Disaggregating tropical disease prevalence by climatic and vegetative zones within tropical west AfricaAuthor(s): Carl S. Beckley; Salisu Shaban; Guy H. Palmer; Andrew T. Hudak; Susan M. Noh; James E. Futse
Source: PLoS ONE. 11(3): e0152560.
Publication Series: Scientific Journal (JRNL)
Station: Rocky Mountain Research Station
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Tropical infectious disease prevalence is dependent on many socio-cultural determinants. However, rainfall and temperature frequently underlie overall prevalence, particularly for vector-borne diseases. As a result these diseases have increased prevalence in tropical as compared to temperate regions. Specific to tropical Africa, the tendency to incorrectly infer that tropical diseases are uniformly prevalent has been partially overcome with solid epidemiologic data. This finer resolution data is important in multiple contexts, including understanding risk, predictive value in disease diagnosis, and population immunity. We hypothesized that within the context of a tropical climate, vector-borne pathogen prevalence would significantly differ according to zonal differences in rainfall, temperature, relative humidity and vegetation condition. We then determined if these environmental data were predictive of pathogen prevalence. First we determined the prevalence of three major pathogens of cattle, Anaplasma marginale, Babesia bigemina and Theileria spp, in the three vegetation zones where cattle are predominantly raised in Ghana: Guinea savannah, semideciduous forest, and coastal savannah. The prevalence of A. marginale was 63%, 26% for Theileria spp and 2% for B. bigemina. A. marginale and Theileria spp. were significantly more prevalent in the coastal savannah as compared to either the Guinea savanna or the semi-deciduous forest, supporting acceptance of the first hypothesis. To test the predictive power of environmental variables, the data over a three year period were considered in best subsets multiple linear regression models predicting prevalence of each pathogen. Corrected Akaike Information Criteria (AICc) were assigned to the alternative models to compare their utility. Competitive models for each response were averaged using AICc weights. Rainfall was most predictive of pathogen prevalence, and EVI also contributed to A. marginale and B. bigemina prevalence. These findings support the utility of environmental data for understanding vector-borne disease epidemiology on a regional level within a tropical environment.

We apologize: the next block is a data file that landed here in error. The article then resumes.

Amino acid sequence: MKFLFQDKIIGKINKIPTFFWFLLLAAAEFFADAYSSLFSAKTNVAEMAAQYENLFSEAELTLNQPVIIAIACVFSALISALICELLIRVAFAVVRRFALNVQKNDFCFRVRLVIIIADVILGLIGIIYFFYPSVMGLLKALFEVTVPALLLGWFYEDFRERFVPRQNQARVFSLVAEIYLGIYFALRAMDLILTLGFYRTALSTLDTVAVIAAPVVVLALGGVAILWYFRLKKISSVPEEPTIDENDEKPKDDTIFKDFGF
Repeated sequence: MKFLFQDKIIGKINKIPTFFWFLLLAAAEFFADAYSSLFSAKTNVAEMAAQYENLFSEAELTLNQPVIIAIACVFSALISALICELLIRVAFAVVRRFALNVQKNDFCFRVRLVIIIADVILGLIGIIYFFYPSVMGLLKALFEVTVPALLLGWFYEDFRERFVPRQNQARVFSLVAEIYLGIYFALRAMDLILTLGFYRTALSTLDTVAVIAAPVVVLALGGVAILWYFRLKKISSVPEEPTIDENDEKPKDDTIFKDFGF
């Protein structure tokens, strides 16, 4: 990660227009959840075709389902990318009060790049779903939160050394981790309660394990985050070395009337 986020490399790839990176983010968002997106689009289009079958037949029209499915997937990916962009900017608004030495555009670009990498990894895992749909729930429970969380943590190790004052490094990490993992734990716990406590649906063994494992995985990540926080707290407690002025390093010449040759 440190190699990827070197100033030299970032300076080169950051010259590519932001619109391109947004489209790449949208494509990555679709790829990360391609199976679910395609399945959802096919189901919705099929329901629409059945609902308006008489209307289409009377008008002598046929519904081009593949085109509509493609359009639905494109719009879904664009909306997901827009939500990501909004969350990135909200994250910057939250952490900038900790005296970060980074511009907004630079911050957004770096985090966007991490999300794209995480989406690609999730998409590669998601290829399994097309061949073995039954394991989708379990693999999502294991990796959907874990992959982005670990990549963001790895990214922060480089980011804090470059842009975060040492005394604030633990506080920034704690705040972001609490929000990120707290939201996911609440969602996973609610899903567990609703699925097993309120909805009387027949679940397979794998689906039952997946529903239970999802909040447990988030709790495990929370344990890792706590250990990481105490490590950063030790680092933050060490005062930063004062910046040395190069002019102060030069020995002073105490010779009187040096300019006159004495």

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Beckley, Carl S.; Shaban, Salisu; Palmer, Guy H.; Hudak, Andrew T.; Noh, Susan M.; Futse, James E. 2016. Disaggregating tropical disease prevalence by climatic and vegetative zones within tropical west Africa. PLoS ONE. 11(3): e0152560.
Keywordstropical disease, climatic zone, vegetative zone, Anaplasma marginale, Babesia bigemina, Theileria
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